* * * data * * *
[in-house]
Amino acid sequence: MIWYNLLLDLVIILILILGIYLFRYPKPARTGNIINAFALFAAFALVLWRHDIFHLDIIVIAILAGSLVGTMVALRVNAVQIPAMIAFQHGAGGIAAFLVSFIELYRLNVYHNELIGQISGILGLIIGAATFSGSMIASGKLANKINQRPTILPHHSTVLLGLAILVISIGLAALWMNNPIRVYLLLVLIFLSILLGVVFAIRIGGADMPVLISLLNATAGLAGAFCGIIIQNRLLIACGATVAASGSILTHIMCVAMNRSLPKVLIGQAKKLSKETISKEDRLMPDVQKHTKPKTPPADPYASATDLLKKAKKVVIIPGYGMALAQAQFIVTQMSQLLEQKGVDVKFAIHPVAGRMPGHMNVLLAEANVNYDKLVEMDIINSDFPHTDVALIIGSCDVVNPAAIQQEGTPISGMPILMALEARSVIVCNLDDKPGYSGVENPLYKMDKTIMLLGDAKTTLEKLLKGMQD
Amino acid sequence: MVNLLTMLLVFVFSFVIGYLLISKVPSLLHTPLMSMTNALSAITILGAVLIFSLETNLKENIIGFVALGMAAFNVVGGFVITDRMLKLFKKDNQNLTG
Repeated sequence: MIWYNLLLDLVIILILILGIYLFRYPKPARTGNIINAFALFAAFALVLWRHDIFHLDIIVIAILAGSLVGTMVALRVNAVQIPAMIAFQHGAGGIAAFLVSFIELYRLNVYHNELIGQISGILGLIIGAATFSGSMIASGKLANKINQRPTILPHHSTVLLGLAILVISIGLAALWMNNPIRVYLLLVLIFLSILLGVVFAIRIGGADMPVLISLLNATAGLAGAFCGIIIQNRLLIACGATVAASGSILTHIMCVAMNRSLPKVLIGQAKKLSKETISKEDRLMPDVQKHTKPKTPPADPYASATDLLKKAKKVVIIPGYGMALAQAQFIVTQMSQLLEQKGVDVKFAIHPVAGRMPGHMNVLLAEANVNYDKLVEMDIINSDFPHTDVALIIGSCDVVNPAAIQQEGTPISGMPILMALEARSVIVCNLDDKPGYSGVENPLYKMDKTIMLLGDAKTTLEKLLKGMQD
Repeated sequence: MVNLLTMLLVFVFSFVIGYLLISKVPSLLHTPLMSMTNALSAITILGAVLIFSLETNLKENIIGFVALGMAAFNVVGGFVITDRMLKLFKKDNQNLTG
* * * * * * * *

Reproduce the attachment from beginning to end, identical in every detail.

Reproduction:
[in-house]
Amino acid sequence: MIWYNLLLDLVIILILILGIYLFRYPKPARTGNIINAFALFAAFALVLWRHDIFHLDIIVIAILAGSLVGTMVALRVNAVQIPAMIAFQHGAGGIAAFLVSFIELYRLNVYHNELIGQISGILGLIIGAATFSGSMIASGKLANKINQRPTILPHHSTVLLGLAILVISIGLAALWMNNPIRVYLLLVLIFLSILLGVVFAIRIGGADMPVLISLLNATAGLAGAFCGIIIQNRLLIACGATVAASGSILTHIMCVAMNRSLPKVLIGQAKKLSKETISKEDRLMPDVQKHTKPKTPPADPYASATDLLKKAKKVVIIPGYGMALAQAQFIVTQMSQLLEQKGVDVKFAIHPVAGRMPGHMNVLLAEANVNYDKLVEMDIINSDFPHTDVALIIGSCDVVNPAAIQQEGTPISGMPILMALEARSVIVCNLDDKPGYSGVENPLYKMDKTIMLLGDAKTTLEKLLKGMQD
Amino acid sequence: MVNLLTMLLVFVFSFVIGYLLISKVPSLLHTPLMSMTNALSAITILGAVLIFSLETNLKENIIGFVALGMAAFNVVGGFVITDRMLKLFKKDNQNLTG
Repeated sequence: MIWYNLLLDLVIILILILGIYLFRYPKPARTGNIINAFALFAAFALVLWRHDIFHLDIIVIAILAGSLVGTMVALRVNAVQIPAMIAFQHGAGGIAAFLVSFIELYRLNVYHNELIGQISGILGLIIGAATFSGSMIASGKLANKINQRPTILPHHSTVLLGLAILVISIGLAALWMNNPIRVYLLLVLIFLSILLGVVFAIRIGGADMPVLISLLNATAGLAGAFCGIIIQNRLLIACGATVAASGSILTHIMCVAMNRSLPKVLIGQAKKLSKETISKEDRLMPDVQKHTKPKTPPADPYASATDLLKKAKKVVIIPGYGMALAQAQFIVTQMSQLLEQKGVDVKFAIHPVAGRMPGHMNVLLAEANVNYDKLVEMDIINSDFPHTDVALIIGSCDVVNPAAIQQEGTPISGMPILMALEARSVIVCNLDDKPGYSGVENPLYKMDKTIMLLGDAKTTLEKLLKGMQD
Repeated sequence: MVNLLTMLLVFVFSFVIGYLLISKVPSLLHTPLMSMTNALSAITILGAVLIFSLETNLKENIIGFVALGMAAFNVVGGFVITDRMLKLFKKDNQNLTG